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The Domestic Fruits of Diplomacy: Mediation and Presidential Approval

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Abstract The notion that national leaders use foreign policy actions for domestic political benefit is widely accepted in the foreign policy literature, but has only been studied with regard to foreign policy involving the use of force. Literature on third-party mediation has emerged separately and has not taken mediators’ domestic political motivations and constraints into account when explaining mediation occurrence and outcomes. Diplomatic efforts such as mediation should be appealing to leaders seeking to impress their domestic audience because it provides them with a low risk opportunity to appear competent to their domestic audience. While mediation is a regular occurrence in US foreign policy, its public visibility varies greatly. However, models of presidential media coverage suggest that media outlets are likely to pay a disproportionate amount of attention to presidents and their high level surrogates while engaging in diplomacy overseas. The article proposes that the higher the profile of the official an administration sends to mediate a crisis overseas, the greater the increase in the president’s approval rating. Additionally, the public’s attentiveness to foreign policy should condition the effect of a high profile mediator on presidential approval. As foreign policy becomes more salient to the public, the effect of a higher profile mediator on presidential approval should be greater. Empirical results support the argument.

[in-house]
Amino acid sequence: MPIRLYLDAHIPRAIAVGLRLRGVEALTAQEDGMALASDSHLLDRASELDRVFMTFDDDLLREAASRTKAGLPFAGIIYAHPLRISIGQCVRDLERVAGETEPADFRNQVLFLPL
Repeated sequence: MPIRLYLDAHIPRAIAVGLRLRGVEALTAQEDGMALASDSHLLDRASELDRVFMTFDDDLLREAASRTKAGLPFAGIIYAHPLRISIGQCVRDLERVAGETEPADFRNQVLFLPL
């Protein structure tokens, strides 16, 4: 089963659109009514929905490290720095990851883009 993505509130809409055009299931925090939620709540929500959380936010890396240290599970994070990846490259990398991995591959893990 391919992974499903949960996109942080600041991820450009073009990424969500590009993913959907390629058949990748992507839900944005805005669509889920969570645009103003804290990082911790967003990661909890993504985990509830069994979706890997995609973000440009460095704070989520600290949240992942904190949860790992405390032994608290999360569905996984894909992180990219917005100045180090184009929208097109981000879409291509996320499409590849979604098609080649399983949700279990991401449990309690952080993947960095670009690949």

Affiliations: 1: Department of Political Science, University of Tennessee 1001 McClung Tower, Knoxville, TN 37996 USA


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